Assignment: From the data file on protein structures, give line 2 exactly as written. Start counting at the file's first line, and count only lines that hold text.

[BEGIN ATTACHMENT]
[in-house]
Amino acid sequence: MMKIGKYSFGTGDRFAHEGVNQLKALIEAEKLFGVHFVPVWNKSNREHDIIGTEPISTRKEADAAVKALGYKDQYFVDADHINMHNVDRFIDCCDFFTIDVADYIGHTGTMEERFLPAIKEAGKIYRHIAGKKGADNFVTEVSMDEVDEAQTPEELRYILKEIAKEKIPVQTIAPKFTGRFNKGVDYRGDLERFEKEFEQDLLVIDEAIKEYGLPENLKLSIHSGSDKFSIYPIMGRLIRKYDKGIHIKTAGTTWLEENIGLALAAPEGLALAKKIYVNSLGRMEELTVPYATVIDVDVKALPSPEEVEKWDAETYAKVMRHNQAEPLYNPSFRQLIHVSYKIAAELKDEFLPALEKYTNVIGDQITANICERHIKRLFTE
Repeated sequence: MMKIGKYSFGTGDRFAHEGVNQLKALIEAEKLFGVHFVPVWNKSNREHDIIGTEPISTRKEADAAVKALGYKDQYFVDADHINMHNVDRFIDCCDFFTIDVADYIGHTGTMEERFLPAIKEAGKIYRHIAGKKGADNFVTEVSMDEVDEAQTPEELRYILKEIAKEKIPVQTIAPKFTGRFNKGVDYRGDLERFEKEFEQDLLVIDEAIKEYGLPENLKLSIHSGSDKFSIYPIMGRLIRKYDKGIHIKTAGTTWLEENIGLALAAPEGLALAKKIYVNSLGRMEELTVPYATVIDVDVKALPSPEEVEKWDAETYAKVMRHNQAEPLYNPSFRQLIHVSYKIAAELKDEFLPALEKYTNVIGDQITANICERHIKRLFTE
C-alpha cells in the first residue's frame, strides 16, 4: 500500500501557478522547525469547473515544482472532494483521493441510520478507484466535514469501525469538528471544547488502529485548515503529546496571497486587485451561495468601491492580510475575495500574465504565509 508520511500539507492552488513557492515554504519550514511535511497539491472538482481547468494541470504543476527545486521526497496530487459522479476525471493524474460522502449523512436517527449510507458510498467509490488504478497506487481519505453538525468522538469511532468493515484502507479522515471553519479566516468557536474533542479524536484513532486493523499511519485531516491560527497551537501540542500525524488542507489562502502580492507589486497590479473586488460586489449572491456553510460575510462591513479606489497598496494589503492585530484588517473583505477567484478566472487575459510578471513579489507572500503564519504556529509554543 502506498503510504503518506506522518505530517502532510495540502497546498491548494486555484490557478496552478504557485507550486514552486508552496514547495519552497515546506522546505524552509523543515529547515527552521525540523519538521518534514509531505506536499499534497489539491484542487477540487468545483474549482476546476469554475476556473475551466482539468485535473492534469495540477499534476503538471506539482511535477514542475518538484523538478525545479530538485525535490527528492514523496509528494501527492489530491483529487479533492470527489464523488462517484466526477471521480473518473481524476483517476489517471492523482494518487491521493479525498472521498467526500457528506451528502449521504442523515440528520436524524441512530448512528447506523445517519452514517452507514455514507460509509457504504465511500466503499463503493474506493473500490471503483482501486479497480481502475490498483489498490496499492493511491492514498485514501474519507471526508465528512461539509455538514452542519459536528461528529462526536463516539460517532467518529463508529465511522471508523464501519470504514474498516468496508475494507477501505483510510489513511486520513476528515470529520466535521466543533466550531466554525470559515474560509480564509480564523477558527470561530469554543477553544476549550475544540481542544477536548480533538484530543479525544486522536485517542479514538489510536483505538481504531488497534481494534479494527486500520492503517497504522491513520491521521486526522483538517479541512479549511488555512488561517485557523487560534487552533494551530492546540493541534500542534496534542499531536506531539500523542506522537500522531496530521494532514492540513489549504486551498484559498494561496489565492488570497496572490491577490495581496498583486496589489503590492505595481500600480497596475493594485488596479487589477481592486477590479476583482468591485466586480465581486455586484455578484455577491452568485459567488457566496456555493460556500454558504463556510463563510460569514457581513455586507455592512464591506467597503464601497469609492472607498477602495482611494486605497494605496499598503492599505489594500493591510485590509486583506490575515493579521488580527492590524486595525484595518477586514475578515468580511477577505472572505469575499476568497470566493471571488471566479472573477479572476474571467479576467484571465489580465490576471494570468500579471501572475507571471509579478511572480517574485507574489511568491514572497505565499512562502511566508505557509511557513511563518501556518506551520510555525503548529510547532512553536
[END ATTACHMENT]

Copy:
Amino acid sequence: MMKIGKYSFGTGDRFAHEGVNQLKALIEAEKLFGVHFVPVWNKSNREHDIIGTEPISTRKEADAAVKALGYKDQYFVDADHINMHNVDRFIDCCDFFTIDVADYIGHTGTMEERFLPAIKEAGKIYRHIAGKKGADNFVTEVSMDEVDEAQTPEELRYILKEIAKEKIPVQTIAPKFTGRFNKGVDYRGDLERFEKEFEQDLLVIDEAIKEYGLPENLKLSIHSGSDKFSIYPIMGRLIRKYDKGIHIKTAGTTWLEENIGLALAAPEGLALAKKIYVNSLGRMEELTVPYATVIDVDVKALPSPEEVEKWDAETYAKVMRHNQAEPLYNPSFRQLIHVSYKIAAELKDEFLPALEKYTNVIGDQITANICERHIKRLFTE